14 May 2016

Funding boost not enough to keep NZ ahead of the game

3:55 pm on 14 May 2016

A funding increase of $16 million over the next four years for elite sport is still $24 million short of what is needed to keep New Zealand ahead of the game internationally, High Performance Sport NZ says.

The government has earmarked an extra $4m for the next four years in this months' budget for High Performance Sport NZ (HPSNZ).

However, the Minister for Sport and Recreation Jonathan Coleman warned it was inevitable that Olympic medal hauls would plateau or drop.

HPSNZ is targeting 14 medals for August's Rio Games and 16 in 2020 in Tokyo.

The elite sports organisation receives $62m in funding annually, but but chief executive Alex Baumann said he had hoped that would increase to $72m.

CEO of High Performance Sport NZ Alex Baumann (right) and Prince Harry take a tour of the AUT Millenium Institute in Auckland.

The chief executive of High Performance Sport NZ Alex Baumann takes Prince Harry on a tour of the AUT Millennium Institute in Auckland. Photo: Photosport

"We felt (an increase of) $10m per annum was required and even that was moderated ... but $16m will make a difference ... however there are still pressures and we are going to have to cut our cloth accordingly."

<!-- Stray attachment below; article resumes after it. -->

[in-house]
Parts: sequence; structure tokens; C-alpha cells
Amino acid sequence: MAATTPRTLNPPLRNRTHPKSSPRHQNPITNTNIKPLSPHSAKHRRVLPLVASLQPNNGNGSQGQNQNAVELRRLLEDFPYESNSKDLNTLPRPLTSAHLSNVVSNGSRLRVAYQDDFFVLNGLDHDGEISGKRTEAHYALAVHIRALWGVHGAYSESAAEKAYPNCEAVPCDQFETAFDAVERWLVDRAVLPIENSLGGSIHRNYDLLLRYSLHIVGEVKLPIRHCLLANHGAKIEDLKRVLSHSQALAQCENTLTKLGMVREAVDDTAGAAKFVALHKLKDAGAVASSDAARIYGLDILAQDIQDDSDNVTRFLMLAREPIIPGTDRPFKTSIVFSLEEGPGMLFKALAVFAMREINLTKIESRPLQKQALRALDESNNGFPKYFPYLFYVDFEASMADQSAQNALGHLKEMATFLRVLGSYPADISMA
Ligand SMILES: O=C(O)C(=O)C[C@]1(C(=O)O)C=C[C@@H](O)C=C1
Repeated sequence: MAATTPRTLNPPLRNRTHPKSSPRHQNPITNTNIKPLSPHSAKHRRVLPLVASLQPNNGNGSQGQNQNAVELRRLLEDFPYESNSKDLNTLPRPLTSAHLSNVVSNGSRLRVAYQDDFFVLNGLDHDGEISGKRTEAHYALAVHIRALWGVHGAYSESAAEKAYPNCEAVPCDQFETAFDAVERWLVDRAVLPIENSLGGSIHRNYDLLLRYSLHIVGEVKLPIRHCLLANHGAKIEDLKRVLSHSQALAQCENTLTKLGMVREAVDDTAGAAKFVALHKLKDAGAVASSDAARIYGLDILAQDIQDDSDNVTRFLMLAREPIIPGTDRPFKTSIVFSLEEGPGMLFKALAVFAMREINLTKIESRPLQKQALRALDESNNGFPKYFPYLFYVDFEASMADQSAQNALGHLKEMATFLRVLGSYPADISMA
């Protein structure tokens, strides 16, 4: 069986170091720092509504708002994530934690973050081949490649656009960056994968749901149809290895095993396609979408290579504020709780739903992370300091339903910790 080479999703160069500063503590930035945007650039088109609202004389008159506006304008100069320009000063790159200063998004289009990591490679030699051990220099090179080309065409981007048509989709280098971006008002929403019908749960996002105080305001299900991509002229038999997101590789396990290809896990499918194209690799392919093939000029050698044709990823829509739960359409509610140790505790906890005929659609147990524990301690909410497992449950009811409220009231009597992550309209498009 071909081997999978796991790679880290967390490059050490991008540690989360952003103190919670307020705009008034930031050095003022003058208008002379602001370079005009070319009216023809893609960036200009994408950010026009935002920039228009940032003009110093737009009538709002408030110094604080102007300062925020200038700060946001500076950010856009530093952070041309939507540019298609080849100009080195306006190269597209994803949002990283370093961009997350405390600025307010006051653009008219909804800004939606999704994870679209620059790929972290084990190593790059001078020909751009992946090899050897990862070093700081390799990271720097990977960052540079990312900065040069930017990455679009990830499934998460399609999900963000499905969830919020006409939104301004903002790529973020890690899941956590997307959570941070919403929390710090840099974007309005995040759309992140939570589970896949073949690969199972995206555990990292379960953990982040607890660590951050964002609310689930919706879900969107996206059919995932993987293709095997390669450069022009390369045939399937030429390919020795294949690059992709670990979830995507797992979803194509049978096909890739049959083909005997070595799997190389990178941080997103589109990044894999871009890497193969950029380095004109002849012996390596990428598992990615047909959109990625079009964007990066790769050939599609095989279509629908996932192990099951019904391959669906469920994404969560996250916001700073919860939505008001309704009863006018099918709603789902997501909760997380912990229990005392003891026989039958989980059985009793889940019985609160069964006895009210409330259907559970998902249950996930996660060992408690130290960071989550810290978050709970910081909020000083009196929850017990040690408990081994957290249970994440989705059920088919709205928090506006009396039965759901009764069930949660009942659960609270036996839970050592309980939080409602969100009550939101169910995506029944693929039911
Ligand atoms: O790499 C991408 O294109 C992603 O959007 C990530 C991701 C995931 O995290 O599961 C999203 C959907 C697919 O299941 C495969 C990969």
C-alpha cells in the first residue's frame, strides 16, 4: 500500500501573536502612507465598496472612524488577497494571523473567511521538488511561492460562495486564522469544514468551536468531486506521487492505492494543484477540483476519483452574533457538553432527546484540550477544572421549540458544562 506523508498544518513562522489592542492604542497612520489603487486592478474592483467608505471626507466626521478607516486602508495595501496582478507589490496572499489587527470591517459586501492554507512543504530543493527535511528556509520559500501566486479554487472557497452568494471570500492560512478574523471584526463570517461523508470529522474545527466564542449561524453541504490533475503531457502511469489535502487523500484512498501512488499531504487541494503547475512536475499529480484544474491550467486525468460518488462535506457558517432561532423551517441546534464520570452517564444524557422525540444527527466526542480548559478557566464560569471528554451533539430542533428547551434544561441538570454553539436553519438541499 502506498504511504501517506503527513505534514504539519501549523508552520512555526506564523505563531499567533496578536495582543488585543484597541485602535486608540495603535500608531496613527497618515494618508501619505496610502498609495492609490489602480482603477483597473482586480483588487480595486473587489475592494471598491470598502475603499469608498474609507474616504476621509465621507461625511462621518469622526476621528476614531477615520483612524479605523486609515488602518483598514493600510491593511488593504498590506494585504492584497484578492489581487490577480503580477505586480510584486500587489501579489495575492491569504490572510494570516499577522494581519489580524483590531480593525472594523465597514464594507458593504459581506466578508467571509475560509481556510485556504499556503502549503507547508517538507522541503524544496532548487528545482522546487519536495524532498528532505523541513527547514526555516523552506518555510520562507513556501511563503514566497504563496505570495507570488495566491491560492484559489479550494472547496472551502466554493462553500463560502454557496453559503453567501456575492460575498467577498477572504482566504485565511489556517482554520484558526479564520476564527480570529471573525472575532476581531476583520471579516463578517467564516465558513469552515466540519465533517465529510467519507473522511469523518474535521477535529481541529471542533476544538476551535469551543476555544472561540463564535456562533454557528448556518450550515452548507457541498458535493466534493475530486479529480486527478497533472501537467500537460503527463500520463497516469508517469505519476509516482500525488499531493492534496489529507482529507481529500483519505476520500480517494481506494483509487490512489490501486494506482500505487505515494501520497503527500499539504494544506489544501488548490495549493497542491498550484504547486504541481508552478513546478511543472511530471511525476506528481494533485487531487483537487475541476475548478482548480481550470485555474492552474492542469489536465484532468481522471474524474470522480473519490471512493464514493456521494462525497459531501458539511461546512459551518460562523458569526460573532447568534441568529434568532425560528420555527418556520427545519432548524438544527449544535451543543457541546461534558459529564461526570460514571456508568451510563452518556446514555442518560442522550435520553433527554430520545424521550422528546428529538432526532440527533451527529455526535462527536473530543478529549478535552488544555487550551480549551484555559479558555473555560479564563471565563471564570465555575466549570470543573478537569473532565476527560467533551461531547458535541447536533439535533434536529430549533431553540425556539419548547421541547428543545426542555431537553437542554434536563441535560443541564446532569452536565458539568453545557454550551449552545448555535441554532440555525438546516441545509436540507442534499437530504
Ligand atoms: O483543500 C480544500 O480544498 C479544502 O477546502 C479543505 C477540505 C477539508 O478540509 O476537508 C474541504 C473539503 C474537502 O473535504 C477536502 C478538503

Mr Baumann said he believed the 16-medal goal for Tokyo was still realistic despite not getting the funding they had hoped.

However, he said it would mean likely cutbacks for some sports when funding for the next Olympic cycle is reviewed after Rio, he said.

And targeted funding - essentially picking medal winners - remained the right approach.

"It is a delicate balance but I don't believe we can step away from that targeted approach ... and the biggest challenge for us is creating sustainability and not just looking at the next pinnacle event but were are looking ahead to 2020, and supporting athletes over a four to eight year period," Mr Baumann said.

Nick Willis crosses the line third at the Beijing Olympics.

There is anecdotal evidence that sporting success likes of Nick Willis's increases sports participation at the community level. Photo: Photosport

Dr Coleman said success on the international stage helps promote New Zealand but he wanted to see a connection between between international success and an increased participation in sport at the community level.

Mr Bauman said he understands the need for that.

"There's anecdotal evidence that there's an increase in participation ... but I don't think there is empirical data.

"We do need to show that connection and I do understand where the minister is coming," he said.

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